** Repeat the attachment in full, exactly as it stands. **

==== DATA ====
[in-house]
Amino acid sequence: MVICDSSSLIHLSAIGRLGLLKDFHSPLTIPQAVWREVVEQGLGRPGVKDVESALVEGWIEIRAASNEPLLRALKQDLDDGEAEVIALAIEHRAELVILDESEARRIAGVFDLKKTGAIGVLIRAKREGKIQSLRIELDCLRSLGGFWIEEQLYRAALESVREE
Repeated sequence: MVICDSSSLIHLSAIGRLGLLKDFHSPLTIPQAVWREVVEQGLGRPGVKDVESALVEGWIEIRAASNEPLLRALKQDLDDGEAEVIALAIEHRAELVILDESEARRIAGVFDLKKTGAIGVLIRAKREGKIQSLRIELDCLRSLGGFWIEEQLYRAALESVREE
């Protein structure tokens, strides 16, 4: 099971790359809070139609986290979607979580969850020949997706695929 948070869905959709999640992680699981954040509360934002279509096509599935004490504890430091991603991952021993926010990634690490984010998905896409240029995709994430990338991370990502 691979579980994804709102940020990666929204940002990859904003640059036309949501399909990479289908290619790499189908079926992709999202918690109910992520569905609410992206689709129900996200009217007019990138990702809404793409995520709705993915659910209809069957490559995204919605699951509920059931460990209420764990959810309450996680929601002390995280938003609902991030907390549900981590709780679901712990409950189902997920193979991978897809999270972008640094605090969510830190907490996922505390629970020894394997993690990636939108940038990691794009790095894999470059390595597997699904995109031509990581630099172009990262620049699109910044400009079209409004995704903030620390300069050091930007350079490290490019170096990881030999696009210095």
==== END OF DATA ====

[in-house]
Amino acid sequence: MVICDSSSLIHLSAIGRLGLLKDFHSPLTIPQAVWREVVEQGLGRPGVKDVESALVEGWIEIRAASNEPLLRALKQDLDDGEAEVIALAIEHRAELVILDESEARRIAGVFDLKKTGAIGVLIRAKREGKIQSLRIELDCLRSLGGFWIEEQLYRAALESVREE
Repeated sequence: MVICDSSSLIHLSAIGRLGLLKDFHSPLTIPQAVWREVVEQGLGRPGVKDVESALVEGWIEIRAASNEPLLRALKQDLDDGEAEVIALAIEHRAELVILDESEARRIAGVFDLKKTGAIGVLIRAKREGKIQSLRIELDCLRSLGGFWIEEQLYRAALESVREE
């Protein structure tokens, strides 16, 4: 099971790359809070139609986290979607979580969850020949997706695929 948070869905959709999640992680699981954040509360934002279509096509599935004490504890430091991603991952021993926010990634690490984010998905896409240029995709994430990338991370990502 691979579980994804709102940020990666929204940002990859904003640059036309949501399909990479289908290619790499189908079926992709999202918690109910992520569905609410992206689709129900996200009217007019990138990702809404793409995520709705993915659910209809069957490559995204919605699951509920059931460990209420764990959810309450996680929601002390995280938003609902991030907390549900981590709780679901712990409950189902997920193979991978897809999270972008640094605090969510830190907490996922505390629970020894394997993690990636939108940038990691794009790095894999470059390595597997699904995109031509990581630099172009990262620049699109910044400009079209409004995704903030620390300069050091930007350079490290490019170096990881030999696009210095």